Reading about fictional characters is different from real life, of course it is... but just because they're reading it as fiction doesn't mean that people won't be aware of the fact that if it happened in real life that it would be serious and life changing (because people generally fear having people close to them die and most people fear death to different degrees - so they know the seriousness of it).

Even people who "haven't felt pain", as you put it (although everyone has or will experience pain at some point in their life), understand how serious it is... they may not be able to read and relate to the issues because they have first hand experience but that doesn't mean they're not aware of how much something like suicide can tear peoples lives apart.

My point is basically that, yes, it is an issue that should be taken seriously... but there isn't really any need to tell people to take it seriously because anyone with a brain knows the seriousness of it (and really, the types of people reading these books tend to be pretty intelligent). It's kind of like telling people to take what they see on the news seriously, there's not much need to do that because people already know.

Wings said...

lanna - you have your opinion, i will have mine. But thinking that everyone has felt pain is kind of ignorant. There are people that make it to 60 without ever losing someone close to them. Not everyone can understand every kind of pain until it directly affects them.
and using your analogy, you can tell people to take the news seriously, but most of them only turn on for the first break of a huge news story and the weather.

lanna-lovely said...

Sorry, forgot to mention this, about what you said to Julie:

"I had a friend whose brother didn't turn to books, but movies and seeing someone deal with his depression and the fact that his family moved on helped him think that his own way out was ok, because his mum and brother would move on. He commited suicide in Dec 08."

First of all, I'm sorry about your friends brother.

But, when someone is truly serious about suicide and they really want to die and don't want to be saved then they don't need books or movies to push them over the edge, they're already there on their own.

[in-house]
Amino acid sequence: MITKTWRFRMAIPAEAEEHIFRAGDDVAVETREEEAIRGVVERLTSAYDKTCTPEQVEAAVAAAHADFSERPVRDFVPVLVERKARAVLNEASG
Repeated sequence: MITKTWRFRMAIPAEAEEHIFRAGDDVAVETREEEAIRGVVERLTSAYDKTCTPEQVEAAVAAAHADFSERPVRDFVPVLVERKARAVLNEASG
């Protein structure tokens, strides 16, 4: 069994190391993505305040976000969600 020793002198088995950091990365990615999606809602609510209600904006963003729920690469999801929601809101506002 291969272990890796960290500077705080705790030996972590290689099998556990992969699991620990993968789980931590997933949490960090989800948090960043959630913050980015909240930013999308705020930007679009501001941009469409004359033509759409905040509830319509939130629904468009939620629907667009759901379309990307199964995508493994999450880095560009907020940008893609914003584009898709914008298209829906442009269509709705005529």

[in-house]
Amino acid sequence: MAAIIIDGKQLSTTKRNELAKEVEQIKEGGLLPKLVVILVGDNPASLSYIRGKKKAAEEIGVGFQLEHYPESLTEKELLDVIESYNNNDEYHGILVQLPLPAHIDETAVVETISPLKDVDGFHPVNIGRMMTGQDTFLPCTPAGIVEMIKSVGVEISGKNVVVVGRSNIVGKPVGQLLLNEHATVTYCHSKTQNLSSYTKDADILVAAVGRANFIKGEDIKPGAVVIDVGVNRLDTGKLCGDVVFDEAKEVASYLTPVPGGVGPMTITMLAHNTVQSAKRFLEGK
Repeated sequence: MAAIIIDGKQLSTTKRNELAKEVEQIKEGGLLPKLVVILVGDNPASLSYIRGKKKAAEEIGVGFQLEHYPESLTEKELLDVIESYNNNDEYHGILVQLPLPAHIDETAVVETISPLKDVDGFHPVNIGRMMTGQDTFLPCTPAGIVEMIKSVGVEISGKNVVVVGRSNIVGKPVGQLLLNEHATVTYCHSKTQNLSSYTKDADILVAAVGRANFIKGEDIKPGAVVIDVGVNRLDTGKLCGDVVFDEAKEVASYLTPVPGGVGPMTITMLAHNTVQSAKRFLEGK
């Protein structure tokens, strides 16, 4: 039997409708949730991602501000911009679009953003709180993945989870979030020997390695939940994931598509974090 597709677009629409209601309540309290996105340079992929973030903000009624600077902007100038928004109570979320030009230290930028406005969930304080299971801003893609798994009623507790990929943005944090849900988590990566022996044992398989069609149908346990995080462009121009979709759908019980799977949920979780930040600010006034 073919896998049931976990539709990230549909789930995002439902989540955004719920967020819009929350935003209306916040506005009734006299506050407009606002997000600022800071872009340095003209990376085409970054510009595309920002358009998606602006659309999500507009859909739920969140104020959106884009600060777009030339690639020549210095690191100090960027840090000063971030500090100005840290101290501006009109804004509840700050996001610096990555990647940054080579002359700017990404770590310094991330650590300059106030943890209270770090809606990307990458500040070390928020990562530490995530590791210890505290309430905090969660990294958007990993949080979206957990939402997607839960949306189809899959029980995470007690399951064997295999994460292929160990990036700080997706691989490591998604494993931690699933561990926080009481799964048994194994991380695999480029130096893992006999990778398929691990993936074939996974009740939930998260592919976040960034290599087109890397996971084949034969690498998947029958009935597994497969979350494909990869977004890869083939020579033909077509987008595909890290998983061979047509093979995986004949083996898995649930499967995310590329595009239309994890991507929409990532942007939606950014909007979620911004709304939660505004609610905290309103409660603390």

If your friends brother hid his depression and didn't let anyone know that he wanted to die then movies or not, he was serious about it and even if he didn't see any movies about suicide, if no one noticed he was depressed then the end result would have likely been the same anyway.

If you read/have read the book Thirteen Reasons Why by Jay Asher then you'll understand what I mean more... the main character in that just wanted to die, a part of her wanted to be saved too but she didn't really make any effort to make that happen because the suicidal part was the dominant side of her.

My sisters friend hung herself a few years ago, no warning - she just wanted to die and no movies or books pushed her to it, it's just when depression gets that far and the person isn't strong enough to cope with it and people don't notice the signs, then it'll happen.

The reason I didn't kill myself was because I think suicide is selfish (and I'm just not that selfish - my friend who OD'd didn't care that it was selfish, some people don't, but I did) and a part of me just really didn't want to die, I just wanted an escape from the pain and that seemed like the only out at the time.

But the people who really want to die, they convince themselves that the people they love will be better off without them or that no one will care if they're gone (or it just gets to the stage where they can't bring themselves to care, all they have room to feel is the pain and emptiness and they just want it to stop). They convince themselves of that just fine on their own, they don't need books or movies to help them come to those false conclusions.

Wings said...

your generalising, not everyone is that way, just as not all 13 year olds are immature.

lanna-lovely said...

"But thinking that everyone has felt pain is kind of ignorant. There are people that make it to 60 without ever losing someone close to them."

It is not ignorant. I just don't rate my problems higher than everyone elses. Everyone DOES feel pain at some point in their lives, just different forms of it and different degrees.

"Not everyone can understand every kind of pain until it directly affects them."

True, but you don't need to have experienced something first hand to take it seriously... it may be more difficult to understand, but that doesn't mean people don't take it seriously.